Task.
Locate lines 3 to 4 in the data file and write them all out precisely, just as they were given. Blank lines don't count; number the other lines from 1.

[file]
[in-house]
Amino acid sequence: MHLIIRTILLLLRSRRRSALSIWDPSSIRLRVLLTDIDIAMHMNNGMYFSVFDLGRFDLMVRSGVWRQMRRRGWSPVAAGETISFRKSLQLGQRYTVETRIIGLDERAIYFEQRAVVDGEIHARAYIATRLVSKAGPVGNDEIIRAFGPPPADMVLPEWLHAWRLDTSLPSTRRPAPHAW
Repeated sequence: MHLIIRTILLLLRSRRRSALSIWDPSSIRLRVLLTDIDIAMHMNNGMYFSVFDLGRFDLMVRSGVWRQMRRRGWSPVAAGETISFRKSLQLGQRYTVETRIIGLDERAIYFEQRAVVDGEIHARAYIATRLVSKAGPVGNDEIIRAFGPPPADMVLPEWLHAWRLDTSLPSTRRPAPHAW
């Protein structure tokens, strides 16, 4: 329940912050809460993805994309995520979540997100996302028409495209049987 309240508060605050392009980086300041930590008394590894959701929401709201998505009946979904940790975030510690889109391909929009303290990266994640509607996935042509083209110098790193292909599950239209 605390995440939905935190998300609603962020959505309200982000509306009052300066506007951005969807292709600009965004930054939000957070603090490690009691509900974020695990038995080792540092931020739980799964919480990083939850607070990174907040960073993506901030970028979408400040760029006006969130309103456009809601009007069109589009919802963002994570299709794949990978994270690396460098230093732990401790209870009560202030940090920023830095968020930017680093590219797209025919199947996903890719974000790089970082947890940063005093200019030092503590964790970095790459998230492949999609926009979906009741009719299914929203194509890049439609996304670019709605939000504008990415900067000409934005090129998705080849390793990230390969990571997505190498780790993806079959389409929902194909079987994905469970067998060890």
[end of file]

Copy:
Repeated sequence: MHLIIRTILLLLRSRRRSALSIWDPSSIRLRVLLTDIDIAMHMNNGMYFSVFDLGRFDLMVRSGVWRQMRRRGWSPVAAGETISFRKSLQLGQRYTVETRIIGLDERAIYFEQRAVVDGEIHARAYIATRLVSKAGPVGNDEIIRAFGPPPADMVLPEWLHAWRLDTSLPSTRRPAPHAW
């Protein structure tokens, strides 16, 4: 329940912050809460993805994309995520979540997100996302028409495209049987 309240508060605050392009980086300041930590008394590894959701929401709201998505009946979904940790975030510690889109391909929009303290990266994640509607996935042509083209110098790193292909599950239209 605390995440939905935190998300609603962020959505309200982000509306009052300066506007951005969807292709600009965004930054939000957070603090490690009691509900974020695990038995080792540092931020739980799964919480990083939850607070990174907040960073993506901030970028979408400040760029006006969130309103456009809601009007069109589009919802963002994570299709794949990978994270690396460098230093732990401790209870009560202030940090920023830095968020930017680093590219797209025919199947996903890719974000790089970082947890940063005093200019030092503590964790970095790459998230492949999609926009979906009741009719299914929203194509890049439609996304670019709605939000504008990415900067000409934005090129998705080849390793990230390969990571997505190498780790993806079959389409929902194909079987994905469970067998060890």